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Unity OOP Help :: Getting started with iPhone dev :: Corona / LUA

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Hello Everyone,

To keep it short so I don't bore anyone with the details, I want to begin creating games as a side project for the iPhone. I am using Corona SDK with LUA as my language and framework to work with. I am not a programmer, but I work with clients every day to assist them with integrating into our APIs for our company (I work for an online payment gateway). I am familiar and comfortable with PHP and MySQL, but I have never been able to comfortably wrap my head around object oriented design.

I am asking for some help in understanding this concept and hope that some of you from the Gamedev community can assist me with some good tutorials and explanations. I believe learning a language can be easy, but learning the core competencies which help with developing the framework of the game/application is very difficult and applies to all languages. When I try to think about how I will write the code for a game, I get frustrated because I have no idea where to start.

Dazzle me, and test me, I am not afraid of low level languages if you have good targeted tutorials.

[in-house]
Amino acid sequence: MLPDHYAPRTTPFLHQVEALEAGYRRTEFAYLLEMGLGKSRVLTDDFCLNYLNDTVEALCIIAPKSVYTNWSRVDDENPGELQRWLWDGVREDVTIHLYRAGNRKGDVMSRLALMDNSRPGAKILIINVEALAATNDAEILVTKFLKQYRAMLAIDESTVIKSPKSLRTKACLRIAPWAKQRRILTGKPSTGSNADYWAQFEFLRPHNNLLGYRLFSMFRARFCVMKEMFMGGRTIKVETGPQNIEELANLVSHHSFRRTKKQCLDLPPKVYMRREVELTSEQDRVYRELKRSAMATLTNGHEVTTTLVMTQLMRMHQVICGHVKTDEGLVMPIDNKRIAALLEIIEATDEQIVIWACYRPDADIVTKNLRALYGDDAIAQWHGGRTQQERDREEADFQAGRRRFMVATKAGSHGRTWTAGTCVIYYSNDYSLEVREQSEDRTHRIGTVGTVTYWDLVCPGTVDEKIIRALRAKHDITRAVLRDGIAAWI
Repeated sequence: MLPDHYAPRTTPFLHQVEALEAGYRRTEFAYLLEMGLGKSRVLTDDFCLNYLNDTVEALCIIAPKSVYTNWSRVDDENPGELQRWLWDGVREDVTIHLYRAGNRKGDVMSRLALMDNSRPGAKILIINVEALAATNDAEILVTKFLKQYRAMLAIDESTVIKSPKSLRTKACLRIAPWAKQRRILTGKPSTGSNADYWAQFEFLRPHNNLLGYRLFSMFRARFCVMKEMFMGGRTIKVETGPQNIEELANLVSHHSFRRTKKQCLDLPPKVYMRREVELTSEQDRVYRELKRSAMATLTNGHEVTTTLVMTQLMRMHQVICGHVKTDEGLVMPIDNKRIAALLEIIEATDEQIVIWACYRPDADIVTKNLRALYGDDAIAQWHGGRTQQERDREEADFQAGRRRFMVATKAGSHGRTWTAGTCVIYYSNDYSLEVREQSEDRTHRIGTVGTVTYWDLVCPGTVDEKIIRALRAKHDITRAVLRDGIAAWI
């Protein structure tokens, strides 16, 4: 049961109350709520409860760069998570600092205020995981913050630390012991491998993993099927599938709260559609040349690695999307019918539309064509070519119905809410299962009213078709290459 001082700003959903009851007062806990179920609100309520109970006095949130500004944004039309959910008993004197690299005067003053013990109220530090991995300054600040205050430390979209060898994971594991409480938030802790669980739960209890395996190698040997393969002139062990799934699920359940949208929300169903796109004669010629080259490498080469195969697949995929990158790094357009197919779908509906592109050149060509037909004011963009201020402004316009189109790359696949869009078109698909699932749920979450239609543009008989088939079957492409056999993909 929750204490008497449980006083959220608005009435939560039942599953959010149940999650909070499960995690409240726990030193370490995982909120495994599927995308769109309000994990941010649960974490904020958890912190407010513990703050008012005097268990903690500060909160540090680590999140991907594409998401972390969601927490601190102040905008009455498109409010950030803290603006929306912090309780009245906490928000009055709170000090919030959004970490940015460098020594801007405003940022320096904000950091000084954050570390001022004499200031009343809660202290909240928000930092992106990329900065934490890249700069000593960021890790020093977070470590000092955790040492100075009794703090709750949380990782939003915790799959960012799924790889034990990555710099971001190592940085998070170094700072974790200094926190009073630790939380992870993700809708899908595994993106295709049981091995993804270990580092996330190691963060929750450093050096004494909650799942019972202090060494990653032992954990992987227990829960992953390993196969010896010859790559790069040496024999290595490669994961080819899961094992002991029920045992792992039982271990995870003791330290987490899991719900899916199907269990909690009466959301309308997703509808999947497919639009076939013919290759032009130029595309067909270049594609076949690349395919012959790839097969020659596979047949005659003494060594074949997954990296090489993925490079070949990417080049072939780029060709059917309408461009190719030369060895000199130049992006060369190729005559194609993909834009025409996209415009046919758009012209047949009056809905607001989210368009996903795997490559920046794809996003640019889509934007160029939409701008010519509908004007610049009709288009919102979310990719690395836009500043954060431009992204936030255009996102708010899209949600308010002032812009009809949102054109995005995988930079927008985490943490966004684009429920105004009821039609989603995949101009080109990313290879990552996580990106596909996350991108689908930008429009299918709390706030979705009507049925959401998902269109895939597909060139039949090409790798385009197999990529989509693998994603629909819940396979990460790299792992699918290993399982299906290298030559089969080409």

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Perhaps I need to be more specific. I am choosing to learn LUA first, does anyone have any good tutorials they would like to share for this language?

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I normally recommend "[url="http://www.lua.org/pil/"]Programming in Lua[/url]" to learn the language if that helps.

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I have been reviewing this link along with some tutorials from tutplus. I actually didn't give the programming guide on Lua's site enough of a chance before moving on, but it is actually very good.

The tutorials at tutplus below are a good flash introduction for new Lua users who are looking to use the Corona SDK for mobile development. I think getting well acquainted with the language itself is important before trying to build anything with any SDK, so I will continue my reading on lua.org.